All of the above aspects could easily be covered in short 20 or 30 minute slots, and focused on key aspects or resources, but I think that all the elements are crucial to good teaching. In terms of pedagogy, I don’t think we can do better than implementing coaching observations, as advocated in Leverage Leadership, with frequent low-stakes observations focused on one minor tweak each time to improve teaching. 

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The Writing Revolution

I have always been convinced that children need to read texts with high cultural capital. It is only in the last five or so years that I have begun to think more carefully about reading, and why it is so vital every child reads in every lesson, and how we can go about checking children’s reading. But I have really neglected to think about writing. In my early years as a teacher, I would get children to do ‘extended writing’ for fifteen to twenty minutes every lesson. More recently, I began to see the merit of using short-answer comprehension questions to check children’s understanding.

What The Writing Revolution provides is both a revolutionary rethink on how we teach writing across a school, and some really easy-to-integrate, sensible activities to help hone students’ writing skills. Below are some key take-aways for me.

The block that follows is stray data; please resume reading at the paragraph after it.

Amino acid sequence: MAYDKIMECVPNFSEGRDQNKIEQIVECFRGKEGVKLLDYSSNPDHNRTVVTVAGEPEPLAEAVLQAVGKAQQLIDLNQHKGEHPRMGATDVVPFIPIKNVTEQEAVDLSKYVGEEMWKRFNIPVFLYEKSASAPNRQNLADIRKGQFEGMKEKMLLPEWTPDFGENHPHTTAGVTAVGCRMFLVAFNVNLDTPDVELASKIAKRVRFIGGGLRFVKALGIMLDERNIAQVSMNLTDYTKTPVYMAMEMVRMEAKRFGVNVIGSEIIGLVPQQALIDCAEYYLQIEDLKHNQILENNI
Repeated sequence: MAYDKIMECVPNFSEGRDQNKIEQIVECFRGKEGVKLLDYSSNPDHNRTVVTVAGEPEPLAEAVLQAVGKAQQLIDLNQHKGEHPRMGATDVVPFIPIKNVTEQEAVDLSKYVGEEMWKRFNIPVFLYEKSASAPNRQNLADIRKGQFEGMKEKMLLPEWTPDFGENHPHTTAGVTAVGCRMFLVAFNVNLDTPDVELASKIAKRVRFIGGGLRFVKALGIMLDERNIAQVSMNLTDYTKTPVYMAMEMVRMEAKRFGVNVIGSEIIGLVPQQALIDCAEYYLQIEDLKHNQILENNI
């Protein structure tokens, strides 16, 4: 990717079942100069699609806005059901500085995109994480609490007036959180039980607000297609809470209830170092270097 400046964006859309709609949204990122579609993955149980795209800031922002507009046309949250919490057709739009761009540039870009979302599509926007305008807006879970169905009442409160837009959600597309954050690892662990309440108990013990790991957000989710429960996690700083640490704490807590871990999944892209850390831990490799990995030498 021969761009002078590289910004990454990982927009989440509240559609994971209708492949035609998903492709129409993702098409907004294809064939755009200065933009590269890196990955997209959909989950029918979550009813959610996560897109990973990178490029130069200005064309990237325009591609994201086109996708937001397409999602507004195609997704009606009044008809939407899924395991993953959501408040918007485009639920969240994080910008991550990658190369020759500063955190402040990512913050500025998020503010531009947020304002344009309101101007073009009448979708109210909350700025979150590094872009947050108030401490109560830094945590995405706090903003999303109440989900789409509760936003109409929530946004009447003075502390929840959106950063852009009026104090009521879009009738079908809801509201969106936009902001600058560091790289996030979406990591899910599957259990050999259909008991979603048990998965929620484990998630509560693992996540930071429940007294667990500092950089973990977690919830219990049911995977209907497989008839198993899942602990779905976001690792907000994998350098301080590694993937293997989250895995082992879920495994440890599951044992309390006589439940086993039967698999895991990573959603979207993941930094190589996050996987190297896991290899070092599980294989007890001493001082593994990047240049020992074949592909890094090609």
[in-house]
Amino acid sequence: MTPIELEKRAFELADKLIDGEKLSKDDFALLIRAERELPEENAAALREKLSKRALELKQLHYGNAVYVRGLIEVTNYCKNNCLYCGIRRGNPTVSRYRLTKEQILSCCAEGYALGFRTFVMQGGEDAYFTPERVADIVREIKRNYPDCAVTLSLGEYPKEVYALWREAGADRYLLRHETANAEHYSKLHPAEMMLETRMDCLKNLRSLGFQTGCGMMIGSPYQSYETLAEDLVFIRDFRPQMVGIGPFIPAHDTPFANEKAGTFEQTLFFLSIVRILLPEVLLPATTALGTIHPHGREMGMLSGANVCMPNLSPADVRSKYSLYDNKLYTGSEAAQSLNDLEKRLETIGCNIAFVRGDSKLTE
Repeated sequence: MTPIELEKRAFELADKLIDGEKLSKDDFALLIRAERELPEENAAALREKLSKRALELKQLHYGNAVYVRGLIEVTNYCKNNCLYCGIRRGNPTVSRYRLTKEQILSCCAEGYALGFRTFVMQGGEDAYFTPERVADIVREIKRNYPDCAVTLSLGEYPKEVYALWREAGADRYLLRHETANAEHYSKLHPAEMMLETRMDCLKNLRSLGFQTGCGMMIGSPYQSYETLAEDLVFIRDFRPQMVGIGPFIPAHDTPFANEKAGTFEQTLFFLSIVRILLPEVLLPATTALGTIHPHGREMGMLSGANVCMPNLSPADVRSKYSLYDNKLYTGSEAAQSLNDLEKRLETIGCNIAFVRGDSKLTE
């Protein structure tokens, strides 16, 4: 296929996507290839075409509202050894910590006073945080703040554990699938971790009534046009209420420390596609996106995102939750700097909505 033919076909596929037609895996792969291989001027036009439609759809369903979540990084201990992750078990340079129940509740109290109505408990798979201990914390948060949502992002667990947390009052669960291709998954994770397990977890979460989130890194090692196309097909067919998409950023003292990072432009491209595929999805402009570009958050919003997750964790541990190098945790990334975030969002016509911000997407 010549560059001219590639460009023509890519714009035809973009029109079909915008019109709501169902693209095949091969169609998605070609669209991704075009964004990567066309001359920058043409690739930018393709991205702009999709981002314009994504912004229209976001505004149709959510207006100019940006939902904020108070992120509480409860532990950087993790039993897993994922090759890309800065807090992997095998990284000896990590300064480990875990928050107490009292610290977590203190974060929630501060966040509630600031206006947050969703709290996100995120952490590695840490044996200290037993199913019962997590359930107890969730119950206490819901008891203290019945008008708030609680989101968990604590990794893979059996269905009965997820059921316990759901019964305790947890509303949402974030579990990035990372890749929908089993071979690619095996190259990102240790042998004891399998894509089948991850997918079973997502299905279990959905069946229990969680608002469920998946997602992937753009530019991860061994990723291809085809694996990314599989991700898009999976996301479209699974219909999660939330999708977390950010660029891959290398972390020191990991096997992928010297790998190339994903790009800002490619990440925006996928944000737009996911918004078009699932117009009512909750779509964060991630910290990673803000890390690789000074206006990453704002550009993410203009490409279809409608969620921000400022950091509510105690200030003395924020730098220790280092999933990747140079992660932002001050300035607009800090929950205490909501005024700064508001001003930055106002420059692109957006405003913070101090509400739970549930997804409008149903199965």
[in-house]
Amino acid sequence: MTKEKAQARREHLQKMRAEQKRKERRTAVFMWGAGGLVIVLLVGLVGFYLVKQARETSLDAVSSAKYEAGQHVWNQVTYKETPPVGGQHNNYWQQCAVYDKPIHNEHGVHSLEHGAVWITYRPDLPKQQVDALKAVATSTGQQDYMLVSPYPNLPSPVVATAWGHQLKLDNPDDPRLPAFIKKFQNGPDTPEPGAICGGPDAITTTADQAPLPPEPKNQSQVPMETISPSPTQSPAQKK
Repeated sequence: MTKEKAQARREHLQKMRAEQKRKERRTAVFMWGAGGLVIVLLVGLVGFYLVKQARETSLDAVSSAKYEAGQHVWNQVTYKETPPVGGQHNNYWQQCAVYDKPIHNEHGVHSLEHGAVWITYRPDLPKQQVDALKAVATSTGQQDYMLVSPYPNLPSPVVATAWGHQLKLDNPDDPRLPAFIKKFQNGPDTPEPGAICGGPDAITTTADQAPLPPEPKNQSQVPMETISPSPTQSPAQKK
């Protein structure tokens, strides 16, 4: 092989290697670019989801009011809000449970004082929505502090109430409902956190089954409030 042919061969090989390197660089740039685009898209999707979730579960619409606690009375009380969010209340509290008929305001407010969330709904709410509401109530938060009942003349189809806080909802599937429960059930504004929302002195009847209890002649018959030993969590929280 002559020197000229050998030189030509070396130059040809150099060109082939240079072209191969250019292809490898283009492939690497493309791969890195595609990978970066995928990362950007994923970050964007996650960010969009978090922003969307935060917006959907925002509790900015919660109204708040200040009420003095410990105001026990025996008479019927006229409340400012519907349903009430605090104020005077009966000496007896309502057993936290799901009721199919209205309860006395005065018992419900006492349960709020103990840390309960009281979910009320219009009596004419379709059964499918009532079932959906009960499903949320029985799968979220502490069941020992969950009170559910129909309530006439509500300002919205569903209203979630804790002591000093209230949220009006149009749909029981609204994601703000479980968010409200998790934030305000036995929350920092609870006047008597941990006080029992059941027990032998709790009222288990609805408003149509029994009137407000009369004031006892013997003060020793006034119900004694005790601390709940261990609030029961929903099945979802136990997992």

The content drives the rigour

Just like reading, the more rigorous the content studied, the more challenging the writing required. Writing about a very simple text is much simpler than synthesising the key elements in a very complex one.

 

The stem of writing is a short, simple statement…

…but children need to be able to expand on that statement in a variety of ways. The authors use the connectives because, but and so. Using these, you can really see how much children have really understood of the teacher instruction and the text read. In his foreword, Doug Lemov gives an example to illustrate this: if the sentence stem is: ‘the Great Fire of London burned 4/5 of the city,’ the three sentences the student writes might be: ‘The Great Fire of London burned 4/5 of the city, because at the time, citizens didn’t have the knowledge to stop the fire before it spread;’ ‘The Great Fire of London burned 4/5 of the city, but London survived and thrived;’ ‘The Great Fire of London burned 4/5 of the city, so the city was rebuilt as a result.’ After reading a complex text, we can give students a sentence stem and get them to finish it in these three ways to encourage them to apply their knowledge, as well as focusing on creating a grammatically accurate sentence before they are ready to write long paragraphs.

 

Note-taking is crucial

Taking notes by pen consolidates understanding. Children putting ideas into their own words is invaluable in helping them to process what they are learning. We need to explicitly teach children how to take notes, and explicitly teach them the signs and symbols associated with note taking.